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Images of the Hawera Mt View Lions Club's float from yesterday's event show six people dressed as black minstrels, surrounded by black and white balloons.
The float was playing the song Black and White by Michael Jackson. In a video of the event, the crowd goes silent as it goes past.
"People were saying 'is this really what I think it is'," Hawera resident Debbie Ngarewa-Packer said.
"Those who knew better were absolutely shocked. But there was just this total ignorance of the organisers that this would be offensive."
"That worries me in 2018. That we're back in the '60s with some of the cultural attitudes," she said.
Dozens of people - including former New Plymouth mayor Andrew Judd - posted on Facebook saying the dress-up was offensive.
His post attracted more than 100 comments, including many accusing the club of racism.
"How is parading around with a Hawera Mt View Lions banner attached to a trailer filled with Jim Crow characters even allowed?," Nganeko Eriwata wrote.
"Educate yourself [about] the definition of Jim Crow law and how inhumane American people treated African people who were not white, not privileged, not of status and were hung on trees for entertainment. So Tell me Hawera, do we allow this mockery to continue?"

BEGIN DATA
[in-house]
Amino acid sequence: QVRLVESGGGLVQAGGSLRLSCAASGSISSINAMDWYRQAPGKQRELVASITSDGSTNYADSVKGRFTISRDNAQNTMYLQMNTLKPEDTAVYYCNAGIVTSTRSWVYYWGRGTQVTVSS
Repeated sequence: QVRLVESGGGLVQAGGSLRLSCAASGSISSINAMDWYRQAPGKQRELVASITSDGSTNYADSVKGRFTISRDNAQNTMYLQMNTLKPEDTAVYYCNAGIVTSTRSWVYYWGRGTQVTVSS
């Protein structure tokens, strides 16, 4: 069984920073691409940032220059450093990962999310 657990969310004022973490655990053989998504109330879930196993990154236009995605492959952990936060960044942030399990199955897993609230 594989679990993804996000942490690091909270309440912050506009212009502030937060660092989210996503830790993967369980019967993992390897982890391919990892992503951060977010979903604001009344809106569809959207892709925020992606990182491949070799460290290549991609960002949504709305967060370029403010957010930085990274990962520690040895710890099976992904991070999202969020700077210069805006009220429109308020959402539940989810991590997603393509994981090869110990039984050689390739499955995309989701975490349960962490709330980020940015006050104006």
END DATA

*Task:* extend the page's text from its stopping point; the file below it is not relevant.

The club responded to the post saying it was not meant to be derogatory.
"What if these persons had been dressed up representing Maori wahine and warriors. Would that have been offensive too?
"This group of ladies work very hard for you the community and support all the diverse cultures within it. Let's not be too precious or PC. Next parade let's see you participate and join in the celebration ..."
It later posted an apology, then deleted its Facebook page entirely.
"Hawera Mt View Lions do sincerely apologise for the impression we made at the parade last night. We didn't set out to upset the community in the way it has."
When contacted by the Herald, the club refused to comment.
Debbie Ngarewa-Packer, kaiarataki of Te Rūnanga o Ngāti Ruanu, says she was in a state of "absolute shock and disgust" when she saw the image of the float and will be making an official compaint about it.
The use of blackface is offensive, says Debbie, because it represents an era when white people used mass racism to ridicule and demean coloured people.
"Moreover, this is a community organisation - Lions clubs are respected and this is the message they're happy to give - all their good work does not negate this racism.
"The Hawera Mt View Lions Club needs to apologise for their actions she says, as well as acknowledge the issue and enter into discussions on how to remedy it.
Blackface originated during the 19th century, when actors in minstrel shows would use black grease paint to represent a caricature of a black person.
Usually, the representations were cartoonish and dehumanising, reinforcing the idea that black people were inferior.
It is also inextricably linked to systematic social and political repression, and deemed racially insensitive by the African American community.